Online edition of India's National Newspaper
Friday, Sep 07, 2007

Trip Mela
Friday Review Thiruvananthapuram
Published on Fridays

Features: Magazine | Literary Review | Life | Metro Plus | Open Page | Education Plus | Book Review | Business | SciTech | Friday Review | Cinema Plus | Young World | Property Plus | Quest | Folio |

Friday Review    Bangalore    Chennai and Tamil Nadu    Delhi    Hyderabad    Thiruvananthapuram   

Printer Friendly Page Send this Article to a Friend

‘Making up’ a character


Pattanam Rasheed helps transform actors into their characters.

His canvas: Pattanam Rasheed doing the make-up for Mohanlal in ‘Paradesi’;

For Pattanam Rasheed the human body is a canvas. And he does wonders on it. He turned Kamal Hassan into an elderly woman in ‘Chachi 420,’ made Dileep into a buck-toothed hunchback in ‘Kunjikoonan’ and his work in ‘AKG 217; had him turning P. Sreekumar into the Communist icon.

With four Kerala State Awards in his kitty, Pattanam Rasheed is keeping his fingers crossed for his latest work in the Mohanlal-starrer ‘Pardesi.’ “I feel it is one of my best works yet. The movie traces the lives of the characters over a period of 50 years. My challenge was to depict them age gracefully,” says the man who won the Best Make-up Artiste award for ‘Aadharam,’ ‘Guru,’ ‘Kunjikoonan’ and ‘Anandabhadram.’

“Most people feel the role of the make-up artiste stops at doing the actor’s face. They fail to realise that it’s not just the face, the body too is important. We help them turn into their character,” says the artiste.

He cites the character Valiayakathu Moosa that Mohanlal plays in the movie as an example. “The movie shows his character growing old. Living in a digital age helps as we can create his growth [age] using computer graphics. But it is also a curse as the latest cameras capture the minute details. As a result we have to ensure each wrinkle, each crease on the skin is perfect (natural) and even or else it jars on screen.”

However, it was not depicting the aged faces that was the only challenge. “The character Mohanlal plays grows bald in the latter half of the film. Usually an actor shaves of his hair for such scenes. Here, we have used prosthetic make-up. We took a mould of his head to create the look. The make-up process of the character took three hours. ”


A still from ‘Chachi 420’;

He also cites the docu-fiction ‘AKG.’ “If you look at P. Sreekumar, he bears no resemblance to AKG. Photographs gave us an idea as to how the leader resembled. We used prosthetic make-up to give his cheeks a rounded look and added a slight mould to his nose to alter it. The end result: he resembled the leader.”

Such techniques, he says come easy to him as ‘Chachi 420’ had him learning the prosthetic technique from the renowned make-up artiste from Hollywood, Barry Cooper.

According to Pattanam Rasheed, the art of applying make-up is a never ending learning process. And in order to keep himself updated on the latest in the industry, the artiste often accepts assignments which offer him a chance to work with artistes from across the globe.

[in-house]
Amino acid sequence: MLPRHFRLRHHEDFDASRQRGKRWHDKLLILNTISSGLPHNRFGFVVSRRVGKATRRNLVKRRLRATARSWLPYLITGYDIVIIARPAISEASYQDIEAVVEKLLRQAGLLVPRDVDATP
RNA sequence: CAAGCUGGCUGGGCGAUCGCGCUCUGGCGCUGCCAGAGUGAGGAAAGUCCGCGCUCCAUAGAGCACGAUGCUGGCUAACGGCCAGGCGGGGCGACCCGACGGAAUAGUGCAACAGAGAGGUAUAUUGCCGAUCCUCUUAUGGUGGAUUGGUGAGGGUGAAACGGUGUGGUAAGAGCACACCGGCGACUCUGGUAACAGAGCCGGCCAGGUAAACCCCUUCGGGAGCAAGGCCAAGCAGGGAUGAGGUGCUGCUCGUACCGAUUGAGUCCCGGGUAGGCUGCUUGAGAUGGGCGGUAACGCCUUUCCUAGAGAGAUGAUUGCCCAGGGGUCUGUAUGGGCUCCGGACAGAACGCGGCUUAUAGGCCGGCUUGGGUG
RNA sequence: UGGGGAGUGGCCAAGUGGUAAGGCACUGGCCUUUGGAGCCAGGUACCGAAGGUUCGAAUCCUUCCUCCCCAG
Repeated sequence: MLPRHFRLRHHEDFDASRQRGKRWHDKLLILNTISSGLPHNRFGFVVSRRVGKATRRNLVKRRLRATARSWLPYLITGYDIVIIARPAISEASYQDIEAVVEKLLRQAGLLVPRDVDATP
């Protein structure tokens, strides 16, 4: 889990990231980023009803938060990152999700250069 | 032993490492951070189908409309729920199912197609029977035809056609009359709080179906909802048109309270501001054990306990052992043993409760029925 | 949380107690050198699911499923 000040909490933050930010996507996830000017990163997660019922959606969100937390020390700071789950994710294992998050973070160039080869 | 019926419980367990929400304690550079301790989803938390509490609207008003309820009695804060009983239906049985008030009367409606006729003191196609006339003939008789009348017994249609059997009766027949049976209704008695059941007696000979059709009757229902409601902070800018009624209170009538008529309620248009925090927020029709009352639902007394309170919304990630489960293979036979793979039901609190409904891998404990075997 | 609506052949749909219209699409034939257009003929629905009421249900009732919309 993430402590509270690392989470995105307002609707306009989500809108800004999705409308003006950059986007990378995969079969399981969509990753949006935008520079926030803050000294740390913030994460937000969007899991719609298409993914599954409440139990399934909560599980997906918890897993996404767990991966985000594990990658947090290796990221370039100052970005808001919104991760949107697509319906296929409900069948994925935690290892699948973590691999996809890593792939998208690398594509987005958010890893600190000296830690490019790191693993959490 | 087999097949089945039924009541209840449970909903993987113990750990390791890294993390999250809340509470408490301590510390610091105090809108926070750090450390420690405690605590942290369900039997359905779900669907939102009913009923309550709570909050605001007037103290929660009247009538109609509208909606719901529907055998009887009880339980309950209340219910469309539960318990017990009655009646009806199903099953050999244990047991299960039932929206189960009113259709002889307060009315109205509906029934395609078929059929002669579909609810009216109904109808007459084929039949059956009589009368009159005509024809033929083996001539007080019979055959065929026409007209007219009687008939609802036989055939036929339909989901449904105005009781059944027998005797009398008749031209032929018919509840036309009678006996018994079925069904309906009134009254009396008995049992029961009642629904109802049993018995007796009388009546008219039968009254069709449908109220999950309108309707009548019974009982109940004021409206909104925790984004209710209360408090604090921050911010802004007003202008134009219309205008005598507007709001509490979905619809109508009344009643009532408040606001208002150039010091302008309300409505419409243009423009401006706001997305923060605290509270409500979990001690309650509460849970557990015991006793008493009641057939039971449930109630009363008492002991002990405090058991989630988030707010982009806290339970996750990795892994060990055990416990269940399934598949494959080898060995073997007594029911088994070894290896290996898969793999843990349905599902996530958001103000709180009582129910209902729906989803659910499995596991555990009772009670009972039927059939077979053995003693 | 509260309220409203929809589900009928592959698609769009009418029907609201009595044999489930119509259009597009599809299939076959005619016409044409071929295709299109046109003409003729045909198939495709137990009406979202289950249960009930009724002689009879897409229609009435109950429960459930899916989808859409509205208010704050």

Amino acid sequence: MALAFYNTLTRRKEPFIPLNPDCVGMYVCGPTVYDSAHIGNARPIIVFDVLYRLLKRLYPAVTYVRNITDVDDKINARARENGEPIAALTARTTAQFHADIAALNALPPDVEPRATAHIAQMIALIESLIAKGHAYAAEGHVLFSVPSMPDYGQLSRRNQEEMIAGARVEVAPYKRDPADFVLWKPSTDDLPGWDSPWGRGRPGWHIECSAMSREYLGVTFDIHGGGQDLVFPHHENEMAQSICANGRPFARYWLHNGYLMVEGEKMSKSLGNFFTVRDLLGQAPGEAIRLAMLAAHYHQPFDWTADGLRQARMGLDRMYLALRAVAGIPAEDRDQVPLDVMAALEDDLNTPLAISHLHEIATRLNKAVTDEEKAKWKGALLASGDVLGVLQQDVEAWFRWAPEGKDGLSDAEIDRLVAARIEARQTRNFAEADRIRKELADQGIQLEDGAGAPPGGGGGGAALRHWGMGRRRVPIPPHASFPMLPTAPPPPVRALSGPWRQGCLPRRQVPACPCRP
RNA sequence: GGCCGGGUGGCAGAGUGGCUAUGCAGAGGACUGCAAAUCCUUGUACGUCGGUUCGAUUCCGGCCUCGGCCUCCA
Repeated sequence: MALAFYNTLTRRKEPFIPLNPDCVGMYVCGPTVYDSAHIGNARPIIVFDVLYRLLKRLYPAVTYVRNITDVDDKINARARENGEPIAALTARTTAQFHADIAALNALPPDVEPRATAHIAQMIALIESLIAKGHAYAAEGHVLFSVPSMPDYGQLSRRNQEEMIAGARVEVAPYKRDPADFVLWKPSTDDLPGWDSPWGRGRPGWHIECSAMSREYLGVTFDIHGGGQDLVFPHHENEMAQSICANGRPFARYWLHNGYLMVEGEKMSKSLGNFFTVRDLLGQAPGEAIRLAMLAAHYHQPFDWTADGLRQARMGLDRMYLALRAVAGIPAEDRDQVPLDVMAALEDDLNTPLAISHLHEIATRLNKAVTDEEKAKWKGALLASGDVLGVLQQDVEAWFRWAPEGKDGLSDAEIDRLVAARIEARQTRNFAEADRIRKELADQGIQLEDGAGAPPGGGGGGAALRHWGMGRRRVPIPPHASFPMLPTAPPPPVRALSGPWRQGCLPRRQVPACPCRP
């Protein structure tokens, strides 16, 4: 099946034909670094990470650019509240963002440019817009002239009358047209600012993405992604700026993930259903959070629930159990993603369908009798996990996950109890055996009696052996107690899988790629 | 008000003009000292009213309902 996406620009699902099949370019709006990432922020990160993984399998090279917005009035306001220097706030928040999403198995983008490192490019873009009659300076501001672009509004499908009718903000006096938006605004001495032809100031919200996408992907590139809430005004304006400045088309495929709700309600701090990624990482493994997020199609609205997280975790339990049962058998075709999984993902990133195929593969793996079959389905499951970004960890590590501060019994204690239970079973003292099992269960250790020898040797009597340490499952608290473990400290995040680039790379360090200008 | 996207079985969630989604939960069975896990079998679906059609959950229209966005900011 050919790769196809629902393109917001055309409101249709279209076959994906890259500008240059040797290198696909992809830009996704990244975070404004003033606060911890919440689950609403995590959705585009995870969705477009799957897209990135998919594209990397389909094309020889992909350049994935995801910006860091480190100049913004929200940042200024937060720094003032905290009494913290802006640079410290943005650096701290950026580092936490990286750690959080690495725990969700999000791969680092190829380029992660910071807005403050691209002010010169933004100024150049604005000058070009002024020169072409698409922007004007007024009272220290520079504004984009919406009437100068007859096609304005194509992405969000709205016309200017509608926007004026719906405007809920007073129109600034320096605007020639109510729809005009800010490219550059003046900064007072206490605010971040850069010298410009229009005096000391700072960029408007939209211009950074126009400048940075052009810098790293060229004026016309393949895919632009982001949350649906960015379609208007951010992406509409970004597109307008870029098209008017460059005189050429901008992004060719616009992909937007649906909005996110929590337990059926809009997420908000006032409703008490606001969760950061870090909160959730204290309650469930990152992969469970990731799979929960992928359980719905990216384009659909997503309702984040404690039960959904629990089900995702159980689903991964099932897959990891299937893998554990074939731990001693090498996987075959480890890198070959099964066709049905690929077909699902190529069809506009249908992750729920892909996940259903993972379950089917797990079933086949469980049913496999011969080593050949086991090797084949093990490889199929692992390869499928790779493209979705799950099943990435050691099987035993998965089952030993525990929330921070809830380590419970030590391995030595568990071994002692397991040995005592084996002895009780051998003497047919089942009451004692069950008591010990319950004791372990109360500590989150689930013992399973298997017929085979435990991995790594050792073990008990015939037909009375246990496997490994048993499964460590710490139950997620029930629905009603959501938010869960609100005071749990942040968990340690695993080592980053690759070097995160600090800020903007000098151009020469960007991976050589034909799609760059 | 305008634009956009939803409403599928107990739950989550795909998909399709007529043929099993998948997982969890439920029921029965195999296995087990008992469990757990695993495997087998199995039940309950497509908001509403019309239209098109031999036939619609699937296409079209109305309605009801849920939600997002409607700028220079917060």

He has worked on Ismail Merchant’s ‘Cotton Mary,’ which saw him working with Hollywood professionals and on several Arabic serials: ‘Dhuniya Kher’ and Ghazal Tu Hari.’ He also makes it a point to attend workshops.

A scene from ‘AKG’;

“Each film industry has their own approach to make-up. The best, I feel is Hollywood’s. They aim at perfection and professionalism. From them we have learnt prosthetic make-up and the buzzword of the industry in the country now, ‘air brushing.’

The artiste claims he is his own worst critic. “Despite me trying to create a 100 per cent perfect look, there will be a minus one somewhere. However, it is good in a way. I think you become laid back and careless when you reach that 100.”

Actors’ role

Rasheed points out that the actors play an important role in making up the character too. “First they need to be patient and sit still throughout the entire make-up process. The rest is up to them, how they carry it. The production team, from the director to the cameraperson to the costume designer, is important. They help in building up the character.”

Hailing from a musical family, becoming a make-up artiste never crossed Rasheed’s mind. His brother, who was associated with amateur drama troupes, opened the world of make-up to him. Starting off as assistant to several make-up artistes, he got his break in Navodaya’s ‘Onnu Muthal Poojayam Vare.’

Pattanam Rasheed.

“But I first got noticed for my work in T.V. Chandran’s ‘Ponthan Mada.’ In fact, Mammootty, who played the lead role in the movie said that the make-up helped make his character realistic. He won the National Award for his role in the movie,” says Rasheed.

The artiste is busy working on Priyadarshan’s ‘Kanchipuram.’ He plans to set up an academy that trains make-up artistes.

He is now penning his thoughts on “make up and how it transforms the artiste.”

Printer friendly page  
Send this article to Friends by E-Mail

Friday Review    Bangalore    Chennai and Tamil Nadu    Delhi    Hyderabad    Thiruvananthapuram   

Features: Magazine | Literary Review | Life | Metro Plus | Open Page | Education Plus | Book Review | Business | SciTech | Friday Review | Cinema Plus | Young World | Property Plus | Quest | Folio |

The Hindu Group: Home | About Us | Copyright | Archives | Contacts | Subscription
Group Sites: The Hindu | Business Line | Sportstar | Frontline | Publications | eBooks | Images | Home |

Comments to :   Copyright 2007, The Hindu
Republication or redissemination of the contents of this screen are expressly prohibited without the written consent of The Hindu